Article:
What is transubstantiation?
Transubstantiation is what takes place in the Mass when the bread and wine become the Body, Blood, Soul, and Divinity of Jesus Christ. It is basically a way of explaining how the change from “bread” to “Jesus” takes place. In transubstantiation, the accidents of the bread and wine remain the same while the substance of the bread and wine are changed.
Of course, in order to understand this, you have to know what “accidents” and “substance” is. The accidents are those properties of a thing that the senses perceive. What it looks like, smells like, tastes like, sounds like, feels like — these properties are the accidents of a thing. They are not the thing itself, but merely the perceptible qualities or characteristics of the thing. The substance, however, is the thing itself, or the essence of the thing.
So, take for example the bread used in Mass. The accidents of it are: roundness, whiteness, crispiness, bread-like smell, bread-like taste. The substance of it is: “bread.”
In every case in the universe but one, when the substance changes, the accidents of it change too, since the accidents are attached to the substance. For example, when a caterpillar becomes a butterfly, the change in substance from “caterpillar” to “butterfly” also results in a change in the accidents or outward appearance, from fuzzy, long, and multi-legged to multi-colored and winged.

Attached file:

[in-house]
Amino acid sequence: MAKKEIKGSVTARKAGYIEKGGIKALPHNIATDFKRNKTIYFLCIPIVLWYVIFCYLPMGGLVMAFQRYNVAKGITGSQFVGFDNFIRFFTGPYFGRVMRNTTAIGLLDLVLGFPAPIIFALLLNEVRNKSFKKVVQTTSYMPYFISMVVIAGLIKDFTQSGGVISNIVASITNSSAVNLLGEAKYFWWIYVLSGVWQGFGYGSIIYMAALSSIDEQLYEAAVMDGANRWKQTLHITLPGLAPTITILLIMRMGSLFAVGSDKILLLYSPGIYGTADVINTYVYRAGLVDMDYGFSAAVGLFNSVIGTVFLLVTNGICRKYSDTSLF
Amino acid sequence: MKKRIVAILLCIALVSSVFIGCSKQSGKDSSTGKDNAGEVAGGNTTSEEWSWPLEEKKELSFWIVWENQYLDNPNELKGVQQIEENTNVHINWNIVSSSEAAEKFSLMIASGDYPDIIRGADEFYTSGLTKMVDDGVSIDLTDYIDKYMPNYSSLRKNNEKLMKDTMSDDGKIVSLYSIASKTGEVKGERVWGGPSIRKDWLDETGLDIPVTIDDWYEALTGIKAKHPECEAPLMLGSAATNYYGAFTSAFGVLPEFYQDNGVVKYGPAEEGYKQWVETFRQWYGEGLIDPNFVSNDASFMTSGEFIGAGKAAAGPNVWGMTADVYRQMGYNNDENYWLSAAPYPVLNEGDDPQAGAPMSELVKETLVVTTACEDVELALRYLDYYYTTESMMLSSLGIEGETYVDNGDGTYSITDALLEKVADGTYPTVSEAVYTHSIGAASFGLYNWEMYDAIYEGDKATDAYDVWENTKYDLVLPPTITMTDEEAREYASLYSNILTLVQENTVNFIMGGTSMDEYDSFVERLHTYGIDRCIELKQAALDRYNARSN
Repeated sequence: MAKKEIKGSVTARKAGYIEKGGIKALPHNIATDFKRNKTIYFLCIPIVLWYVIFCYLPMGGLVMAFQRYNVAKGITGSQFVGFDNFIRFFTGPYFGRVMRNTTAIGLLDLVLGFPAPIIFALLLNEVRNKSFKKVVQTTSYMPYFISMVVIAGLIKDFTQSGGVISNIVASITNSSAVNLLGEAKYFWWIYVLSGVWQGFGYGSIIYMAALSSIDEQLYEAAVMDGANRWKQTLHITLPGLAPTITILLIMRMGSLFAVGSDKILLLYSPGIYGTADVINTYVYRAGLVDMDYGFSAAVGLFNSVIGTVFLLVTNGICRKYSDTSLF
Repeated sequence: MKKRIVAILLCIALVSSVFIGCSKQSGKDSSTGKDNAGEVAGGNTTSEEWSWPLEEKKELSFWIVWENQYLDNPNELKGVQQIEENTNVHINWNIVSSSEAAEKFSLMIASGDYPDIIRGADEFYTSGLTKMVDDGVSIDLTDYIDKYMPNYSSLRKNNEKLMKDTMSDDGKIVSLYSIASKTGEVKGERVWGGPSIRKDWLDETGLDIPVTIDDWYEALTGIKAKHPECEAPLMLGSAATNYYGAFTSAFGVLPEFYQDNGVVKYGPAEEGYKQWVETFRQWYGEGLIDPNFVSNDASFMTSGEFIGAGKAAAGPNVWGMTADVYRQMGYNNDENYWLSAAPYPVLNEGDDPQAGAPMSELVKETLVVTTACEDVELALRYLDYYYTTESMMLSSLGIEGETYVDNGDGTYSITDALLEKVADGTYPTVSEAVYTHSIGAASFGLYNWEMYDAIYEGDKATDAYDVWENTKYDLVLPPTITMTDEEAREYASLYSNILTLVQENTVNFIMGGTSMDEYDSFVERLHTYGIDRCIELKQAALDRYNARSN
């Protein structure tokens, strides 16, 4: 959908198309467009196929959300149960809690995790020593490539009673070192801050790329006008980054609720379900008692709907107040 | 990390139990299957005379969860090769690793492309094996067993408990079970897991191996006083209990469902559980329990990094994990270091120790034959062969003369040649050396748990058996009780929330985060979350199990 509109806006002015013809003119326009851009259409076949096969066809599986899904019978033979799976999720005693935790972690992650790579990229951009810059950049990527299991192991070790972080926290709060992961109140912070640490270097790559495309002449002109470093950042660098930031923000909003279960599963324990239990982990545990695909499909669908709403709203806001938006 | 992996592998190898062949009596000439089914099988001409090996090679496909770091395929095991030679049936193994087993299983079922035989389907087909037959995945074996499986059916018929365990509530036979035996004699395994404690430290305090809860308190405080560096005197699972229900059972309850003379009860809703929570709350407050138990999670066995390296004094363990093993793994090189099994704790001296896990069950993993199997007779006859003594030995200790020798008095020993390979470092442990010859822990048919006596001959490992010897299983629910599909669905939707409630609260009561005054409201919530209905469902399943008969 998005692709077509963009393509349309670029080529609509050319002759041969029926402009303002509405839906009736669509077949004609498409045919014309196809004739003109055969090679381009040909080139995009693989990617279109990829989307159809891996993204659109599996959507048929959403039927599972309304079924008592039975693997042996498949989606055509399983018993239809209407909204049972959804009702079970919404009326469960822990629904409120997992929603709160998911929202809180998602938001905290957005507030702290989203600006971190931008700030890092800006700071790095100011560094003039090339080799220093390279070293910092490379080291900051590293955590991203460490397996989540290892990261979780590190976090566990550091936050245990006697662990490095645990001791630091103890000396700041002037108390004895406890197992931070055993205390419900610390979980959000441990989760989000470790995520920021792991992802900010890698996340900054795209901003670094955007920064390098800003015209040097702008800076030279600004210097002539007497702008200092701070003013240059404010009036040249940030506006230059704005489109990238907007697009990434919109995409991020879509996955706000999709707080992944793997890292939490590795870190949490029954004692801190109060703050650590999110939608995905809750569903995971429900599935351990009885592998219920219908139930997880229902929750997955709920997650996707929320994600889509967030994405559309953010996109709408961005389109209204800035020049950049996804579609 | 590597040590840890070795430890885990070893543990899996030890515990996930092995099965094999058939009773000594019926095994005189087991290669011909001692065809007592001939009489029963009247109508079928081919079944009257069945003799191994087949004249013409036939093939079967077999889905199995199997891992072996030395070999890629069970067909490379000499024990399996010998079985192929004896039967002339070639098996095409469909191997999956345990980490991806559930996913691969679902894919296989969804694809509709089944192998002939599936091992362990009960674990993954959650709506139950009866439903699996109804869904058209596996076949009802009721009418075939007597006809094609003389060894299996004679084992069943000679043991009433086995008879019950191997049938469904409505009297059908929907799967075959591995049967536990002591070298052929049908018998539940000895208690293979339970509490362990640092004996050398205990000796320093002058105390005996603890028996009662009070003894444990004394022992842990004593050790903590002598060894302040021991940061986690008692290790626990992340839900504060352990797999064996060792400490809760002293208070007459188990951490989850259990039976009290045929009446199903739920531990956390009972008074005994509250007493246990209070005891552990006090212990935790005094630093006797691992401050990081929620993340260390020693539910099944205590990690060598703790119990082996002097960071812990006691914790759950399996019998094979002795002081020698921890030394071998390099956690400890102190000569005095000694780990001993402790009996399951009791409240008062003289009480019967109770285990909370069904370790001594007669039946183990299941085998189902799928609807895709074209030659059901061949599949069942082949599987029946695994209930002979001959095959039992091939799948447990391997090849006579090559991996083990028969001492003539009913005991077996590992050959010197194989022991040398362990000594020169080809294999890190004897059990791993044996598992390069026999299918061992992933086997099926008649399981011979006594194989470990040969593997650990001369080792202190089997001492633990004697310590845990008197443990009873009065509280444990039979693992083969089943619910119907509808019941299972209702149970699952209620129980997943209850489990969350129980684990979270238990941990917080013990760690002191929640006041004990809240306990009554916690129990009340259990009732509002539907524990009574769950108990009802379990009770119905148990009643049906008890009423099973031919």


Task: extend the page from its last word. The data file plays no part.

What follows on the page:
Only in the transubstantiation of the Eucharistic elements do the accidents remain even though the substance changes. Maybe an illustration will be helpful. I saw a magic trick once where a man in a black costume stood in the middle of the stage. Some assistants pulled up a curtain around him. There was smoke and flashes of light. When they dropped the curtain to the floor there stood a woman in the same black costume. Transubstantiation is sort of like that. The “costume” of bread is suspended (“in mid air” so to speak) while the underlying substance (or thing that wears the costume) is changed.
I hope that helps you to make sense of this mystery. If you would like to read more about transubstantiation, I highly suggest Chapter 18 from Frank (“F.J.”) Sheed’s book Theology for Beginners. Sheed is a master at explaining complex mysteries in an accessible way.
Peace of Christ to you,
WIMM Board Member
Director of Religious Education, Blessed Mother Catholic Church
Feel free to email your questions to email@example.com